Stratosphere - A Book Review



"The teacher as change agent is crucial, or we will get aimless multi-tasking" ~ Michael Fullan


If educational technology is an area of interest for you then Stratosphere by Michael Fullan is a book that you should consider reading. This brief review provides my thoughts and impressions of the book but by no means is it a comprehensive review. It is a very quick read that will provide many areas of thoughtful discussion with your colleagues as you move to more meaningful integration of technology in your school or district.

In typical Fullan style, he uses his knowledge of change, without being too verbose, to set a framework for the use of technology in the classroom. He cites the work of Mark Prensky, Tony Wagner and John Hattie to illustrate the need for a new pedagogy, one in which students are partners in learning and teachers act as change agents. The clear message throughout the book is that the primary driver is pedagogy. I'm sure those of you, like myself, who have been preaching about the power of technology will appreciate this message coming from someone with the stature and respect as Fullan. How many times have you heard yourself telling others that technology is not just something else to "add-on", that at the heart of any great instructional practice is the pedagogy. Technology integration is no different. 

Fullan starts with four criteria for integrating technology and pedagogy:

  1. Irresistibly engaging for students and teachers
  2. Elegantly efficient and easy to use
  3. Technologically ubiquitous
  4. Steeped in real-life problem-solving 

I think Fullan has checked all the boxes here. However, everything he writes in Stratosphere is not all roses. He talks about the change in Ontario, specifically about raising the graduation rate from 62% in 2003 to 82%, as being "fairly easy to do". I'm not sure that is the message that many of the administrators, teachers and support staff would say about the job they have done supporting students on their road to graduation. There was certainly a lot of hard work to engage at-risk students to the point where they graduated. Maybe designing the strategy and framework to help increase graduation was "easy" for him, but the reality is that it was the teachers that did the real grunt work of getting kids back on track. Kids that probably really didn't want to be there. Did putting a Student Success Teacher (SST) in every high school in the province help? Absolutely! But the connections made by those SSTs with students were the difference maker. Maybe I am being a little too harsh to Fullan here but I think there is going to be a lot of hard work if we are too move into Fullan's Stratosphere of integrating technology. Throwing money at this issue is not the answer.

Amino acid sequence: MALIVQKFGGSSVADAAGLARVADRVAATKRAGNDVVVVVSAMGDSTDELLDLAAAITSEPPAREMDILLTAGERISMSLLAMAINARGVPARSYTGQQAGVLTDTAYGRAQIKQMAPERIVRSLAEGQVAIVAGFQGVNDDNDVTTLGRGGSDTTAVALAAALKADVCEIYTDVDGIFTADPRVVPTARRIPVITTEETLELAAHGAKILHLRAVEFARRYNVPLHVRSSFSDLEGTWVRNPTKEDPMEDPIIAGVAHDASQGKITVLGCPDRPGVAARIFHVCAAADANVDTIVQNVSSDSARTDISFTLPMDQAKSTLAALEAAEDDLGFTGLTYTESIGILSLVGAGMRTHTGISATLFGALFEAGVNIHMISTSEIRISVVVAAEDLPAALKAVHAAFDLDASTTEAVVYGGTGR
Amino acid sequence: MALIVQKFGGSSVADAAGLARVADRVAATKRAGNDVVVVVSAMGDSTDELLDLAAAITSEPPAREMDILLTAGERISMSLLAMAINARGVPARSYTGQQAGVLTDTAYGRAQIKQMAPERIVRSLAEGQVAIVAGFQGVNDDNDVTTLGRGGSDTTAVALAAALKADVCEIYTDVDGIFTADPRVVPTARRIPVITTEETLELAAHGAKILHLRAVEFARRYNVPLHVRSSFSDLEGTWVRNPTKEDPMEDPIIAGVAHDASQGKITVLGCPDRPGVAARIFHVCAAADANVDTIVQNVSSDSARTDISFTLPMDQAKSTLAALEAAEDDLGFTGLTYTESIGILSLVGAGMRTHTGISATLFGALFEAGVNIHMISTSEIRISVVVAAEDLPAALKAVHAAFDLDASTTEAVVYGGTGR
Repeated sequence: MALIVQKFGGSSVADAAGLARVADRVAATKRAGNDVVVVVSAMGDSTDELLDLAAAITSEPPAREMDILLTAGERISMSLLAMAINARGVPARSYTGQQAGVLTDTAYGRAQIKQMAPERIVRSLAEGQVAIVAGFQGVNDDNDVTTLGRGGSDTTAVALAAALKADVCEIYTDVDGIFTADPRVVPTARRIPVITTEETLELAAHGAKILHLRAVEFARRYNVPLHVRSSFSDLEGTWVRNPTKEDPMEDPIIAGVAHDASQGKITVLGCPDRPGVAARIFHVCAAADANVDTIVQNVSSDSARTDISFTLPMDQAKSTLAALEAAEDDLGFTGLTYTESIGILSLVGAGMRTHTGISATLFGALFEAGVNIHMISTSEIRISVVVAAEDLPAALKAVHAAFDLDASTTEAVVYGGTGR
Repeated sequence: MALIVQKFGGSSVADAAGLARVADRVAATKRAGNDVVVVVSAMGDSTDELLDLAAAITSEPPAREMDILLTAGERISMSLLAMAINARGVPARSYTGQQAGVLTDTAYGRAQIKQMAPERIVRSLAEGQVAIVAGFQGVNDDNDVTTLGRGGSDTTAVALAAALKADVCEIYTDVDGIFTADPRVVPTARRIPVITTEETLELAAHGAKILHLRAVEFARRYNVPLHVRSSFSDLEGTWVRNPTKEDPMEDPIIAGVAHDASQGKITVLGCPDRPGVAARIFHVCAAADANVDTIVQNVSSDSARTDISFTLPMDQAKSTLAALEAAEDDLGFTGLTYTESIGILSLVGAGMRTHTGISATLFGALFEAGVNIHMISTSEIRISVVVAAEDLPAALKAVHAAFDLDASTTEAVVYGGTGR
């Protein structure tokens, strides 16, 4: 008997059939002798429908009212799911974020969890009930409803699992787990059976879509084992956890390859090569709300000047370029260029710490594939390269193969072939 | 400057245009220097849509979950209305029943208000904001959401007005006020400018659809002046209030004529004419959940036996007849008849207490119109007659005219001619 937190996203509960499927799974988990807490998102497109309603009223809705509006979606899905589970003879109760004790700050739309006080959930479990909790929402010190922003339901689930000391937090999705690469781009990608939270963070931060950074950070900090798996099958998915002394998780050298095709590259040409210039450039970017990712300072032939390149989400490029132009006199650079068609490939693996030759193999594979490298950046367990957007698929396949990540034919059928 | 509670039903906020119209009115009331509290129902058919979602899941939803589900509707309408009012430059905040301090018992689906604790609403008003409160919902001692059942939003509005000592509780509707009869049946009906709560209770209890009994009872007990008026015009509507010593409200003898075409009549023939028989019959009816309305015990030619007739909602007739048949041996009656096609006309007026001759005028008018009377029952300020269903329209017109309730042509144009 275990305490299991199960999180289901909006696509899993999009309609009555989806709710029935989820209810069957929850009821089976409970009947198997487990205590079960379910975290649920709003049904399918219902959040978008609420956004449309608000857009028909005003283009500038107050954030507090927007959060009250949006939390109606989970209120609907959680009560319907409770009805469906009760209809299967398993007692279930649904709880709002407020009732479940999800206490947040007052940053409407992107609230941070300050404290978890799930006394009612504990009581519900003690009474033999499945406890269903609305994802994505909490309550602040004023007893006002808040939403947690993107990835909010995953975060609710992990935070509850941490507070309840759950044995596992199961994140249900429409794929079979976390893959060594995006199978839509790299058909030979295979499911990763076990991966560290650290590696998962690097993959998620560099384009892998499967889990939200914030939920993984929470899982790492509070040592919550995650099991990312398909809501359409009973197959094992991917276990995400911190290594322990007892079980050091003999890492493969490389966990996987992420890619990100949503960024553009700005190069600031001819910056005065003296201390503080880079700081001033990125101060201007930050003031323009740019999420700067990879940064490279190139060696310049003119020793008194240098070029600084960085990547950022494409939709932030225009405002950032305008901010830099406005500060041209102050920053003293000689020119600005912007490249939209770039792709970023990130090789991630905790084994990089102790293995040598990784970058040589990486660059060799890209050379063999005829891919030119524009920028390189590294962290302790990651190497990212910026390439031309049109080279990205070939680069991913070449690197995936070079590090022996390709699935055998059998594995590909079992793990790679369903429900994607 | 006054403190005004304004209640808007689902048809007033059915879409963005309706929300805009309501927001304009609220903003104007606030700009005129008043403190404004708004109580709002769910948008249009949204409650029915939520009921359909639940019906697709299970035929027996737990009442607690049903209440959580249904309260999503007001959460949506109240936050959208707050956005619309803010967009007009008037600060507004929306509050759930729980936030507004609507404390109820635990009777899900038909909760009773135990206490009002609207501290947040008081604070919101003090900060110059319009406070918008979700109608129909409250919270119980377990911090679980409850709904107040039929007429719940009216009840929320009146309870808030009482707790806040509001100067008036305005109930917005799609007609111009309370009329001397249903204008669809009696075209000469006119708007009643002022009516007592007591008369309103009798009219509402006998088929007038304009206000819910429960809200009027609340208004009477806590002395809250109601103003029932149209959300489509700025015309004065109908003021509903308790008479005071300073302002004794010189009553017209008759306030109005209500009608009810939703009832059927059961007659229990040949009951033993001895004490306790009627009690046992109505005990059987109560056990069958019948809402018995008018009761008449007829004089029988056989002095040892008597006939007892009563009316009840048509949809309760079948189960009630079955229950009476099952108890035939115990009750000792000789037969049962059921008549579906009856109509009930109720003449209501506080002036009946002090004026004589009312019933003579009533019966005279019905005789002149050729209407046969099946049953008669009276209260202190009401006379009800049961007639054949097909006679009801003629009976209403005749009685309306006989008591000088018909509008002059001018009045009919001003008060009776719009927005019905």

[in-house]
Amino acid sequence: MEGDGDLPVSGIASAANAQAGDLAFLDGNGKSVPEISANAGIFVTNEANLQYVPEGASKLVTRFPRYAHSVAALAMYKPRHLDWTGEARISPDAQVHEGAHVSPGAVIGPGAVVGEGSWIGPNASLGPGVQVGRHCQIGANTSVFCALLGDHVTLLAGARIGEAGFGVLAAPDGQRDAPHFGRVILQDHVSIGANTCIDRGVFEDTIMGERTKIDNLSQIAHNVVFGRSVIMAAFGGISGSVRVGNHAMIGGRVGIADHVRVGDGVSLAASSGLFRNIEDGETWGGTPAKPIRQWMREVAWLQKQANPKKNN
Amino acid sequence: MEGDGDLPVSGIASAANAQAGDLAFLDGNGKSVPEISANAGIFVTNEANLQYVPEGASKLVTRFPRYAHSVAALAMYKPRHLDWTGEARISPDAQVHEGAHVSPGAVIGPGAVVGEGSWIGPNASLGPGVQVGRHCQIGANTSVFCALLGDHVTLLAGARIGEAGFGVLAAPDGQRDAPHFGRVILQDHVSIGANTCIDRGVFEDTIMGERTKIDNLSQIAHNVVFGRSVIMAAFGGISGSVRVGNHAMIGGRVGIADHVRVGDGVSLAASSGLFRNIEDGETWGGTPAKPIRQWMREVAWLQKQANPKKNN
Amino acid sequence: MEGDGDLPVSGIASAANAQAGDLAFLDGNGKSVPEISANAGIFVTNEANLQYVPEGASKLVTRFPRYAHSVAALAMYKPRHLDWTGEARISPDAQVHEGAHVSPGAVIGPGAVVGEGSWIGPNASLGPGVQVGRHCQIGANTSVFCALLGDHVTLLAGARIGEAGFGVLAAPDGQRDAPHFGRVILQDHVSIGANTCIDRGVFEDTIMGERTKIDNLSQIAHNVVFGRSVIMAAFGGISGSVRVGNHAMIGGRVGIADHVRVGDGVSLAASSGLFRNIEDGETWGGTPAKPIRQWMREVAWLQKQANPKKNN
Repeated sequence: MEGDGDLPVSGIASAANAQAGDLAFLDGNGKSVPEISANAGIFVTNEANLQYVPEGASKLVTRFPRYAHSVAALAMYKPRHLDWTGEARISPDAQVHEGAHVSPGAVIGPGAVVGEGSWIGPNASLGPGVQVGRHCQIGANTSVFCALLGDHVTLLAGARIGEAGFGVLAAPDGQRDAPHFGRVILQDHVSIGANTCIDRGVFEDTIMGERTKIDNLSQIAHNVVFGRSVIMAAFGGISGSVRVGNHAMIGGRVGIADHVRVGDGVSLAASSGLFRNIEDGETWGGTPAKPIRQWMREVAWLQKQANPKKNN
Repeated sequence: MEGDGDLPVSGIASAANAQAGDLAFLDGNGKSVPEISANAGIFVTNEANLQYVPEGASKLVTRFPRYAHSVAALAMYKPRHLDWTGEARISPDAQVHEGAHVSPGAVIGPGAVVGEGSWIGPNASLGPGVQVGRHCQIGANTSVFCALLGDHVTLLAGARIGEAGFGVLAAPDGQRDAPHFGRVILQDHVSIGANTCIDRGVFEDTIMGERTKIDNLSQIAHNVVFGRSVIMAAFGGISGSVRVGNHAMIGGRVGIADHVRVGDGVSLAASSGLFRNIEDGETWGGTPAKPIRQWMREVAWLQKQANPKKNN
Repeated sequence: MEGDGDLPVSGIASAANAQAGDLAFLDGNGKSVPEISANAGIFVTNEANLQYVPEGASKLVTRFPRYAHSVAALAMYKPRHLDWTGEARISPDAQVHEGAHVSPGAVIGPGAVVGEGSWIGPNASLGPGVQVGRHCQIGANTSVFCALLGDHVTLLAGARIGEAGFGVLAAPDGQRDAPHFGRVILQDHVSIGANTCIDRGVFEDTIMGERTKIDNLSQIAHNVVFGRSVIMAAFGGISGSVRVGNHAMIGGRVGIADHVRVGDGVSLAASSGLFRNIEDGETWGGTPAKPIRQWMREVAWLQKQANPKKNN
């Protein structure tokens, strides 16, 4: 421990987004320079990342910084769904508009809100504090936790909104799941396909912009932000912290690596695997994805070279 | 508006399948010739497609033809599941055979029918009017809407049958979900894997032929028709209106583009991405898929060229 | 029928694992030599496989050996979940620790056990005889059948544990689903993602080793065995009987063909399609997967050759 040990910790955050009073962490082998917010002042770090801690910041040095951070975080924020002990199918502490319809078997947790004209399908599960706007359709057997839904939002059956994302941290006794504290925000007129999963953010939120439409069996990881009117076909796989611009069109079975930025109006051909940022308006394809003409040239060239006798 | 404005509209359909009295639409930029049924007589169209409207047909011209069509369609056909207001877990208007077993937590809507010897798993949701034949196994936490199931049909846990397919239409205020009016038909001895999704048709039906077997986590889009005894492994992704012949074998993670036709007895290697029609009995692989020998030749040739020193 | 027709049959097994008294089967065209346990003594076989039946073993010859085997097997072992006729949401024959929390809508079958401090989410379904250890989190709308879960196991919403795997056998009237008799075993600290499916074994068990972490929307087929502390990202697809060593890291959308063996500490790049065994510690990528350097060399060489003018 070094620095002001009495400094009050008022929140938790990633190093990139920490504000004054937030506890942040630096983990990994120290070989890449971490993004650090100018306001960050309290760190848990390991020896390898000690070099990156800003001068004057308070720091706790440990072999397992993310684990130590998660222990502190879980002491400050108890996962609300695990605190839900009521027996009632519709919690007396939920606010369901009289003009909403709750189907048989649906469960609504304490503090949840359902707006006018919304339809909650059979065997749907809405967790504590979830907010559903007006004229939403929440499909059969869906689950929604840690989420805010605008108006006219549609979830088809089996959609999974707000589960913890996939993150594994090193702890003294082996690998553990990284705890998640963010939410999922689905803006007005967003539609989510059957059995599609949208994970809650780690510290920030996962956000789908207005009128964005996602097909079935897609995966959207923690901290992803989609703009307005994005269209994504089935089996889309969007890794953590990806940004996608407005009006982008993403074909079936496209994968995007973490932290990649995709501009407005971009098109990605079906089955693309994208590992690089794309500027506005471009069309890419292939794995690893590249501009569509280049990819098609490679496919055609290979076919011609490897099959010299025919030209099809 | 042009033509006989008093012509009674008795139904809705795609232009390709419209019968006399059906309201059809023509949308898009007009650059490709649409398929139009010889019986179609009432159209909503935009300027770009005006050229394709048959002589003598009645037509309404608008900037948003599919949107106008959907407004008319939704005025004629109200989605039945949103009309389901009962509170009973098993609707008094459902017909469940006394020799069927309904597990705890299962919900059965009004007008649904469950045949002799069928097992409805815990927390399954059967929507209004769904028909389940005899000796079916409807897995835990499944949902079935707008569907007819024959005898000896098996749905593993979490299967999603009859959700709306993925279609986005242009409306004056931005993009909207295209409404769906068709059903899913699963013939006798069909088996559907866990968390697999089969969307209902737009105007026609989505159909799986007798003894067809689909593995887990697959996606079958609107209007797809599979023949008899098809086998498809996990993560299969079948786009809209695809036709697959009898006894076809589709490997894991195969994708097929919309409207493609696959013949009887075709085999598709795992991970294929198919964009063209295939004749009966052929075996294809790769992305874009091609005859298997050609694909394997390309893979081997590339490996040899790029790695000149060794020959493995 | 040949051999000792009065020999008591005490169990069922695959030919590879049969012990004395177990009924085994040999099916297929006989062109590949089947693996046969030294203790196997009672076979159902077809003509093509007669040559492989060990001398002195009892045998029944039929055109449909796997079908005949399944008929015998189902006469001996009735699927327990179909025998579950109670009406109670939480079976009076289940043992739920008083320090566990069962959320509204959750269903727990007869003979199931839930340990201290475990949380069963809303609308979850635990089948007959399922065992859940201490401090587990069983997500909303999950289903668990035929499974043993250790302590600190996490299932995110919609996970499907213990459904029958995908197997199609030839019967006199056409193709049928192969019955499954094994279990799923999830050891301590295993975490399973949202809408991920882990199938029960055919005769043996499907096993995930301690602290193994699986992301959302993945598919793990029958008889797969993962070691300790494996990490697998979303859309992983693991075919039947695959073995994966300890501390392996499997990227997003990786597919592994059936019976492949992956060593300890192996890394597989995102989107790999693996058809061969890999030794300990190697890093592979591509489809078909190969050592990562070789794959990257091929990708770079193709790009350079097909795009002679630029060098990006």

Fullan has given us a great framework with a solid philosophy but it's the teachers in the classroom that are ultimately going to be the change agents. So how is this going to happen? Is it happening in schools already? Fullan gives some insight into these questions when he describes Park Manor Public School's Accelerated Learning Framework. As a school they have developed a "Digital Rich Learning Without Limits" mantra that guides everything they do. Their model is especially encouraging because they are a "normal" school, with standard resources and no privileges. Their standardized tests scores have demonstrated a dramatic increase since they implemented the framework in 2009. In grade 6 writing for example they have gone from a 44% to 77% success rate. Of course the increased scores are not totally attributed to the use of technology. It was a result of focused attention on success criteria and exemplary pedagogy. Technology accelerated and deepened the learning. 

So what can the rest of us learn from Fullan's ideas and what is happening at Park Manor P.S.? Fullan tells us that technology and pedagogy must be integrated around the rules of both students and teachers because this is the essence of focus for the future of education. The solution he says is really about 3 things:

  1. Make it all about learning
  2. Let technology permeate
  3. Engage the whole system

Sounds easy right? Do you have any ideas on how we can get to the Stratosphere? If you've read Stratosphere, or have any thoughts about my post I'd love to hear them. 

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  • I too agree with Fullan in his book Stratosphere. It sounds simple on paper like so many of the descriptions in books that I have read this summer. Although I agree that teacher's in classrooms are the change agents, I also feel that it is not teachers that need to read Stratosphere. I think it is system leaders that need to read it. Change can happen in individual classrooms and schools, but for change to really happen is has to have a system push behind it. I can only be a change agent in my school to the point where my system will allow me to be.

  • David Fife

    Hi Michelle,

    Thanks for sharing your thoughts. I totally agree with you. Without a whole system push it will be difficult to change. Of course we will most likely always have those that do not want to change but we as a whole must push on because we know it's best for kids.

    Thanks again